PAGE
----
We then drove our stash of about 50 toys to a laboratory in Enfield, Conn., run by Specialized Technology Resources. There, the lab’s employees used a razor blade to scrape some paint off each toy, added a chemical solution and put the chip in a microwave oven. The resulting liquid was placed in a big machine called an atomic absorption spectrometer to analyze lead content.
Any guess as to how many of our toys contained more lead paint than the law allows?
Only five items had any detectable lead: three necklaces from a vending machine at a Shop-Rite in Brooklyn (which had up to 27 parts per million) and two pieces of jewelry from a store called National Wholesale Liquidators (up to 49 parts). All of our Wal-Mart toys were lead-free.
I see two big lessons from the experiment. The first is that making toys without lead is not difficult. Most of the toy industry is already doing it right.
If anything, the standard of 600 parts per million is too lax. Numerous studies have shown that even moderate lead levels in children’s blood can do real damage — an average loss of something like five I.Q. points for a child with the highest “acceptable” level. The American Academy of Pediatrics says the standard should be 40 parts per million.
“No one has ever found any evidence of a threshold below which lead has no effect,” Richard L. Canfield, a developmental psychologist at Cornell, said. “There is no reason to have it in toys.”
Fortunately, given the relatively limited scale of the problem, the solution doesn’t need to involve some huge effort to stop lead toys at the border. Tougher standards, harsher penalties and more random testing should do the trick. That would put the responsibility on companies.
Which brings us back to Thomas — and the second moral of the story. The companies involved in the recent recalls aren’t simply the unlucky ones that got caught. Either out of carelessness or a misplaced cost-cutting zeal, they are the ones that didn’t make the effort to keep their toys safe.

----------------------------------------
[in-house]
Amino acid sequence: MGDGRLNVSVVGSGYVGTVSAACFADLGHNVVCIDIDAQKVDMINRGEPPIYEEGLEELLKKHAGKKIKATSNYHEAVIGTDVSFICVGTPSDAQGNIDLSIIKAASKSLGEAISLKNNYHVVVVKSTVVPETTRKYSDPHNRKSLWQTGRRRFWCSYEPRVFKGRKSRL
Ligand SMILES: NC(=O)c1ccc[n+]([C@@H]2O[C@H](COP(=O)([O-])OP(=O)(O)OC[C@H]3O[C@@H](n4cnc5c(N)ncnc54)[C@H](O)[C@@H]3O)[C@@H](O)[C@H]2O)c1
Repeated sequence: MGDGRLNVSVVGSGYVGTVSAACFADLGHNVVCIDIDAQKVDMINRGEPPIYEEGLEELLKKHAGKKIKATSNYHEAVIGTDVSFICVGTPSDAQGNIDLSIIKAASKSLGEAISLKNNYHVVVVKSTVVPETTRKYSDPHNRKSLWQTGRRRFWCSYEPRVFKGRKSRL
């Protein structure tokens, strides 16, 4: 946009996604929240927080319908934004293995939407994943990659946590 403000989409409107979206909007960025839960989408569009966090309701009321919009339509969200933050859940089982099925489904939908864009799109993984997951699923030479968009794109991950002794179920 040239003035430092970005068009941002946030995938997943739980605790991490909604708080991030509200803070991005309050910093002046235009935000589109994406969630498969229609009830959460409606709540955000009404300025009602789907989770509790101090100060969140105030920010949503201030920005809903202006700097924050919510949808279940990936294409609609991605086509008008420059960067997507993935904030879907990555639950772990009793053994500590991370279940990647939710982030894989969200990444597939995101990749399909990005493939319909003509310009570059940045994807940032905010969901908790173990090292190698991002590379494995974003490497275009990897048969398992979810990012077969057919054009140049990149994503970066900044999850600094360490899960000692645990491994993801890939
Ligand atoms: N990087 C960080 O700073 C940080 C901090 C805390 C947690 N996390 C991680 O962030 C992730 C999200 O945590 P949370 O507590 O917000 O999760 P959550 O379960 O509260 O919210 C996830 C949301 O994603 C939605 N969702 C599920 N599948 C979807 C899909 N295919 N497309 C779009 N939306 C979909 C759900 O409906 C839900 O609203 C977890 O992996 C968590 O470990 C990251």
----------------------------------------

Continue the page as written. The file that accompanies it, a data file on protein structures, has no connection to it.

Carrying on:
When Ms. Nordquist first had her toy-chewing, 17-month old daughter tested for lead this year, the results showed that she had more lead in her blood than any parent should want. When the girl was retested recently, months after the Thomas trains had been put out of her reach, the level had fallen significantly. Two tests prove nothing, Ms. Nordquist notes, but they are enough to make a mother angry.
I called Curtis W. Stoelting, RC2’s chief executive, and Peter J. Henseler, its president, to ask why parents should have faith that RC2’s new safety measures would work better than its old ones. Neither executive called me back. Instead, representatives from two public relations agencies working for RC2 sent me a memo that almost hilariously avoided most of my questions.
Ms. Nordquist had a similar experience. After mailing her recalled trains to RC2 and enclosing a letter requesting a refund, she received an e-mail message signed, “Consumer Services.” It didn’t acknowledge her refund request but promised that replacement trains were on the way. The message also thanked her for the trust she had placed in Thomas.
“I guess you didn’t bother to read the letter I enclosed,” Ms. Nordquist wrote back. “Any trust I had with your firm is gone. I do not want any replacements. I want a refund. You have endangered my children.”